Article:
From a practical viewpoint, there are only a couple of real implementations that currently exist: Microsoft's C++/CLI and (sort of) Clang/LLVM. As already mentioned, C++/CLI isn't really exactly C++. In theory, it's C++ with an almost-conforming set of extensions; practically, almost no real C++/CLI code is compatible with C++, so its being nearly conforming makes little real difference. Likewise, despite the name, LLVM isn't so much a virtual machine as a set of tools for creating virtual machines. As such, Clang/LLVM isn't so much an implementation as a toolkit that could be used to create such an implementation.
From a theoretical viewpoint, there's honestly not as much real controversy as it might look like. What's actually happened is pretty simple: Java advocates (it seems to be mostly Java advocates, anyway) spent years trying to come up with benchmarks that would show Java beating C and/or C++. In a few cases, they doctored benchmarks in pretty obvious ways to get the results they wanted. Since they couldn't get the results they wanted from real code, they started to follow an alternate route: writing about the possibility that a JIT could give performance benefits under at least some circumstances.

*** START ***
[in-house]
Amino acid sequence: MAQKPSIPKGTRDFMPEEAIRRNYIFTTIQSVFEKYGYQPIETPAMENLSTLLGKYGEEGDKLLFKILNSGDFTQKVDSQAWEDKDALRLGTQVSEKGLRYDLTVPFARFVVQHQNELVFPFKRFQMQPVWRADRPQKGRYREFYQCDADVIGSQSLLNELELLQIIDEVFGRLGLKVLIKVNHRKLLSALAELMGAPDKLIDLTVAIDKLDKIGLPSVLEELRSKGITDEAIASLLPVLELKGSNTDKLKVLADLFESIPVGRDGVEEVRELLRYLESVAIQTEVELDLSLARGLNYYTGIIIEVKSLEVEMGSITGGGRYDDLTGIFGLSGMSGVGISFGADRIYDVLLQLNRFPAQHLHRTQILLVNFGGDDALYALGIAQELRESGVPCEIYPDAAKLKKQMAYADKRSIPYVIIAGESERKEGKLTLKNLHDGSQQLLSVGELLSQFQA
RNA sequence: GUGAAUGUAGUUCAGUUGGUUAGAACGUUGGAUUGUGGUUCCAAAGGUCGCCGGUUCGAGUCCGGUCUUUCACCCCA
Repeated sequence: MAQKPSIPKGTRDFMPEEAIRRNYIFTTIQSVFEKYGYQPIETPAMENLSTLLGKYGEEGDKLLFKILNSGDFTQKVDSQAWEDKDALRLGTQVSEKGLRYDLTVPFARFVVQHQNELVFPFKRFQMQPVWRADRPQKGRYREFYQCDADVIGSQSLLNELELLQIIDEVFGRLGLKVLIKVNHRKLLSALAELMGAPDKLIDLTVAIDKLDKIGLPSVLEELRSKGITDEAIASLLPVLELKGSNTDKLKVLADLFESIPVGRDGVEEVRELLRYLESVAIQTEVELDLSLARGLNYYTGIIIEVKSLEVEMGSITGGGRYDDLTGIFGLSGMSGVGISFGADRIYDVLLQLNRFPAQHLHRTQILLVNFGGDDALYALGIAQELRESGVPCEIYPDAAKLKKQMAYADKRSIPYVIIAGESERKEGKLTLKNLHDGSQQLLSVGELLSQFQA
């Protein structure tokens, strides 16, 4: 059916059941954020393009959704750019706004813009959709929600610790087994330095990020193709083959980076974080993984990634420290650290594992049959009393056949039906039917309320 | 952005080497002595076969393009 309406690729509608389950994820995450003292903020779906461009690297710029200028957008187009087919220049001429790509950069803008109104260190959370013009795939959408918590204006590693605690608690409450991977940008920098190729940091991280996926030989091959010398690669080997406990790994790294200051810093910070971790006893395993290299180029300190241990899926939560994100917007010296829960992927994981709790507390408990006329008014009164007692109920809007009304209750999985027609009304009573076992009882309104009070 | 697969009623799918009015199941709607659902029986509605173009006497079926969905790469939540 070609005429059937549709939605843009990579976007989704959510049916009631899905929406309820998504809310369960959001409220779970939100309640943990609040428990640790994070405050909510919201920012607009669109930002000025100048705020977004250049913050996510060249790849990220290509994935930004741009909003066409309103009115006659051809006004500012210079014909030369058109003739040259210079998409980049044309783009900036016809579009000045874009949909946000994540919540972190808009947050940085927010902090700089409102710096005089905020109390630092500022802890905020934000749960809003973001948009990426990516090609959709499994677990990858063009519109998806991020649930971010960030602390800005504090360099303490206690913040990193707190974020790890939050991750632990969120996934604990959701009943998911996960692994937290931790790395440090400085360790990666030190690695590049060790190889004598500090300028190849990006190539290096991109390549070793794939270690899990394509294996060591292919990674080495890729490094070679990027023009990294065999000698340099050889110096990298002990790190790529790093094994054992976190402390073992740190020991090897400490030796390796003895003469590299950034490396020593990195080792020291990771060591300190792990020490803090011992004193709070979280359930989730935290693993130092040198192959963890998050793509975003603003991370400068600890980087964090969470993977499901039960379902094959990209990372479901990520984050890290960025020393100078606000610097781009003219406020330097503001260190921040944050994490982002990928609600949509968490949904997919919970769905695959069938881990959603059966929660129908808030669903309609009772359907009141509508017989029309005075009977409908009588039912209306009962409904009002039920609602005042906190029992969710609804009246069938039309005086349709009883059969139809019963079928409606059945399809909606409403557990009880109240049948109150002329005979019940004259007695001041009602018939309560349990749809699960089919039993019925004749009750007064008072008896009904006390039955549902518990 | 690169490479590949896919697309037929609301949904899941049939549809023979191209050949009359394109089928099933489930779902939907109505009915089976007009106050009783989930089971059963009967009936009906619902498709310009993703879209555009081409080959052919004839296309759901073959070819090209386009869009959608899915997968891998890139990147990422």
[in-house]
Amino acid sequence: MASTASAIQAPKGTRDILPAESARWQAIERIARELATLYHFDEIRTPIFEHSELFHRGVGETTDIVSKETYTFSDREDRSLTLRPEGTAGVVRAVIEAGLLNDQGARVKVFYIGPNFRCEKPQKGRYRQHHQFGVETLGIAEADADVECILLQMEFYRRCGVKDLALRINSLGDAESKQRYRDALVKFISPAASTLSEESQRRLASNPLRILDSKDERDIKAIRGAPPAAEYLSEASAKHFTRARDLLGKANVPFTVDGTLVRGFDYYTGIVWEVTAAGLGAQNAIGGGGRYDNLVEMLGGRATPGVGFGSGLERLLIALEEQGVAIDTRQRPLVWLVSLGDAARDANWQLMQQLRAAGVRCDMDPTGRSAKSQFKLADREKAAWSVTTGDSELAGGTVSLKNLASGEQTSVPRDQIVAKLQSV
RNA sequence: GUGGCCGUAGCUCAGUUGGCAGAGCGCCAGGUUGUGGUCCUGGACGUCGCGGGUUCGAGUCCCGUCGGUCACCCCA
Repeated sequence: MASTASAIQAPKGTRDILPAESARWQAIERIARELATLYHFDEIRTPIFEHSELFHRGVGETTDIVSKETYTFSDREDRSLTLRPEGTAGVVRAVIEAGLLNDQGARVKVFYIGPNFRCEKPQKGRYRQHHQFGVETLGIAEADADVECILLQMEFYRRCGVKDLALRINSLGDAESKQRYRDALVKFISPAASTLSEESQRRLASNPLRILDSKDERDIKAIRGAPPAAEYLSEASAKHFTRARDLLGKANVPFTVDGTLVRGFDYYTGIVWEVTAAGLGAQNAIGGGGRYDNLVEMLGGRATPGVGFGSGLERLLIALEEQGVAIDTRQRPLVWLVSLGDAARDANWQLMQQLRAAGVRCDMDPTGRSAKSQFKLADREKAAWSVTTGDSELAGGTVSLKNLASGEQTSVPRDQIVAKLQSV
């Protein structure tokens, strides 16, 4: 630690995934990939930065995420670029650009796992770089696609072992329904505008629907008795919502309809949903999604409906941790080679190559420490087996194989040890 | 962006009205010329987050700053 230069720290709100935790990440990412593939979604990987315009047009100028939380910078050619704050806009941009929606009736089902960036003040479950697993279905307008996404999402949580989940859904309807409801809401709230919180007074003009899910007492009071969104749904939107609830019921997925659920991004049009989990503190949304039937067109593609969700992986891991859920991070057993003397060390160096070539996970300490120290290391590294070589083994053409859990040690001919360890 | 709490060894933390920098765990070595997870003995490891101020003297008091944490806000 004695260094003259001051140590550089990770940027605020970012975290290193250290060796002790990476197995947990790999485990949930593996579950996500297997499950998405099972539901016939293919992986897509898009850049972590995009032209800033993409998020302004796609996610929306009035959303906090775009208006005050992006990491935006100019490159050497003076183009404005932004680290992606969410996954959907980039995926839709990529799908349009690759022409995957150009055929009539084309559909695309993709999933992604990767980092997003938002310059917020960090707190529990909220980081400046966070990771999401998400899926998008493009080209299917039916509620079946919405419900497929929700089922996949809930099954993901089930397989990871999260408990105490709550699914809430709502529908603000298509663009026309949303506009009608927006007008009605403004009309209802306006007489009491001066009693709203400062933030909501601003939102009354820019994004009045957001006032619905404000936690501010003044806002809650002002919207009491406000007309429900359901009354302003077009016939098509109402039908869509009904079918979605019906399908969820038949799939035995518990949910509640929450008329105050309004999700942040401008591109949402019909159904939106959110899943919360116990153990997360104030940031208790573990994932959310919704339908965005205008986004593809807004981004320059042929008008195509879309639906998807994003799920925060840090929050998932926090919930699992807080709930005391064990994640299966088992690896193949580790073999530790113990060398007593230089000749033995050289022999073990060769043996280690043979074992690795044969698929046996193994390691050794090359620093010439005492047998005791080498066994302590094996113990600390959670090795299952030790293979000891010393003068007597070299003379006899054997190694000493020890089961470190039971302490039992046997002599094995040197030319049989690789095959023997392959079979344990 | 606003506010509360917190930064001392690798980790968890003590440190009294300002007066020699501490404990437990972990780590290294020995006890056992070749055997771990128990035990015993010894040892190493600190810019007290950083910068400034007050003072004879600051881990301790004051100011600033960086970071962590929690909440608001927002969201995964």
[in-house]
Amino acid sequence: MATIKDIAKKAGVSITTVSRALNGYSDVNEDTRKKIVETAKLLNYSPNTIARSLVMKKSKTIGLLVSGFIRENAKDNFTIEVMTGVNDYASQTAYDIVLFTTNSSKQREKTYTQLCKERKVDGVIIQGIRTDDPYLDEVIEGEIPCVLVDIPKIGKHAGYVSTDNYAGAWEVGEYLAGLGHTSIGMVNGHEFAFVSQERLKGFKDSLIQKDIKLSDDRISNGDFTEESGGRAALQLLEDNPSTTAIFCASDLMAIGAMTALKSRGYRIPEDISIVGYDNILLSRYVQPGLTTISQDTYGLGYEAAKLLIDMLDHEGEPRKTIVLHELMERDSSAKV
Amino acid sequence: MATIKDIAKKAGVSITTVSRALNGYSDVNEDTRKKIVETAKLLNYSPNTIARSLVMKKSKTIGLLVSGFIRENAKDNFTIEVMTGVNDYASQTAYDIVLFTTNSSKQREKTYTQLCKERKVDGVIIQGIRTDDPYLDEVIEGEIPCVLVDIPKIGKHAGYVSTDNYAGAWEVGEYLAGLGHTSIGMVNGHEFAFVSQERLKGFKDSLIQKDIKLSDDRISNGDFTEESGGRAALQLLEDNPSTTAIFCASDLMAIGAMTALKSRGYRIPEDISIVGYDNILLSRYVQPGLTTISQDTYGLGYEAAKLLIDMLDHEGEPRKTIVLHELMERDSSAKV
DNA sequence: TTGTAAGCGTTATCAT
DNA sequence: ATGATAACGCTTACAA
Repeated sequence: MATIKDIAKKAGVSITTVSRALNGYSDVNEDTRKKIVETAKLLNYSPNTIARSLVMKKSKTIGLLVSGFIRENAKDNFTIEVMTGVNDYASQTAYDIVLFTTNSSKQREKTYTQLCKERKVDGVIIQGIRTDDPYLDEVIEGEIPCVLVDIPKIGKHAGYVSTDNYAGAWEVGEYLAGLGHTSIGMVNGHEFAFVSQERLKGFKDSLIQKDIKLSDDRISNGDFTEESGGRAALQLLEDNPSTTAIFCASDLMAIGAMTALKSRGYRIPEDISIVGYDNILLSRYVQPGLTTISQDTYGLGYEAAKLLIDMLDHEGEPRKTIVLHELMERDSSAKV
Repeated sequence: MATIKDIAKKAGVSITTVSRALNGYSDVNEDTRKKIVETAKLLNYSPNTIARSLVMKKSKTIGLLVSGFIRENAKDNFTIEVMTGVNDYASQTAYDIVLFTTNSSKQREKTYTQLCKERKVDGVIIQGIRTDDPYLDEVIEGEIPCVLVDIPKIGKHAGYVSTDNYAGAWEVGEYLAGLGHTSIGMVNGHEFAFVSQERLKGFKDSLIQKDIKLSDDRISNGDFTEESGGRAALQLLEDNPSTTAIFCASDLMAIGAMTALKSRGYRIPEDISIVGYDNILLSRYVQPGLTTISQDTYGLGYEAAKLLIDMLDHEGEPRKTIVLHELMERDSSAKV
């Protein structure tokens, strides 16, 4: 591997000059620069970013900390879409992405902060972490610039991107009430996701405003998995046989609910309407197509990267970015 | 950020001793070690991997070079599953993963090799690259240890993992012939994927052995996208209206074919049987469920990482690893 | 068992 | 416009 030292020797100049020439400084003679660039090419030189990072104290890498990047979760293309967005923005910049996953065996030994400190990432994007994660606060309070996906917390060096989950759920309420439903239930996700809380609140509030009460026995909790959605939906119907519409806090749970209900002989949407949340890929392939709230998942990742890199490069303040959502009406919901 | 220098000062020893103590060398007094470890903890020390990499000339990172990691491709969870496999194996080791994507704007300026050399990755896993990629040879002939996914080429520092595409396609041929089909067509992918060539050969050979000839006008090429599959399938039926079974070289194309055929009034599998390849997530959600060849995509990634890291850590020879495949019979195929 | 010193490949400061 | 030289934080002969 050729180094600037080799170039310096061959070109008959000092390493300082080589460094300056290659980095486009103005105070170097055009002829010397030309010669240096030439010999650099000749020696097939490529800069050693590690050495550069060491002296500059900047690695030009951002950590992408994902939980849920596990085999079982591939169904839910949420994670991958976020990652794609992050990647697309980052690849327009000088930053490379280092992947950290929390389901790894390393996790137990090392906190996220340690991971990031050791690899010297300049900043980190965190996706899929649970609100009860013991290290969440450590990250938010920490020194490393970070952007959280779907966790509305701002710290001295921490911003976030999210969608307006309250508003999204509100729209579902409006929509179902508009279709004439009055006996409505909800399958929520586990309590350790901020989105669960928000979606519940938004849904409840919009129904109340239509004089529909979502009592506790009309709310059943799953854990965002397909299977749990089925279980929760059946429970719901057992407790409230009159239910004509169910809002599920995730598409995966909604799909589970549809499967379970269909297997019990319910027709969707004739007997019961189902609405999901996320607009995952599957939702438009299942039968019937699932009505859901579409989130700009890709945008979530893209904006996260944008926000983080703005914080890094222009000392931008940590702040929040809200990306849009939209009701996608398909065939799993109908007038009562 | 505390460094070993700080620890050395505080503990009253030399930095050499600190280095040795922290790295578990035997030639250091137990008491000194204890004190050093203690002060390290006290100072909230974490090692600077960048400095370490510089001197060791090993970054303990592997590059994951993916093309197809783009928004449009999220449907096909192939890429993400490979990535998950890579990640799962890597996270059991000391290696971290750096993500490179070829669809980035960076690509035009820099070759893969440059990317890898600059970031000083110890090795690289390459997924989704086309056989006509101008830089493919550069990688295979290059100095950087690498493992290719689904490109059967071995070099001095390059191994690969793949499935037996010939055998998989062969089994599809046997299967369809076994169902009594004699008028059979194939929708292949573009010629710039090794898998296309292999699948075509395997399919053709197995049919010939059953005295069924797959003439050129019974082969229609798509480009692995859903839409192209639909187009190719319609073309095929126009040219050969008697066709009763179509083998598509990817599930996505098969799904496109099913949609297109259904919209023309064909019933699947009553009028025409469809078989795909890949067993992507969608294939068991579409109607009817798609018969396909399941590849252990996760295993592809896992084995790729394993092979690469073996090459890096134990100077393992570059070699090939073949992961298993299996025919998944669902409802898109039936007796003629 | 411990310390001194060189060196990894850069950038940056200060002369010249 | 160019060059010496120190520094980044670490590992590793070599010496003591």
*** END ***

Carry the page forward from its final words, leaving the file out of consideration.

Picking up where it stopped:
In doing this, however, they generally ignored one crucial point: the majority of optimization is independent of the target processor -- especially the most important (and, unfortunately, the most expensive) optimizations. This means JIT compilers have relatively little benefit compared to up-front compilers (even in theory), and they have a fairly high cost compared to up-front compilers, because the user has to wait while any expensive optimization happens. Because of that, most JIT compilers are pretty much forced to skip doing the most expensive optimizations, because in nearly every case they cost more than they (even hope to) gain. In the case of an up-front compiler, you can amortize the cost of that expensive optimization across many executions, but with a JIT compiler you have to repeat it at (essentially) every execution instead. As a result optimizations that are entirely practical for an up-front compiler become completely useless for a JIT compiler.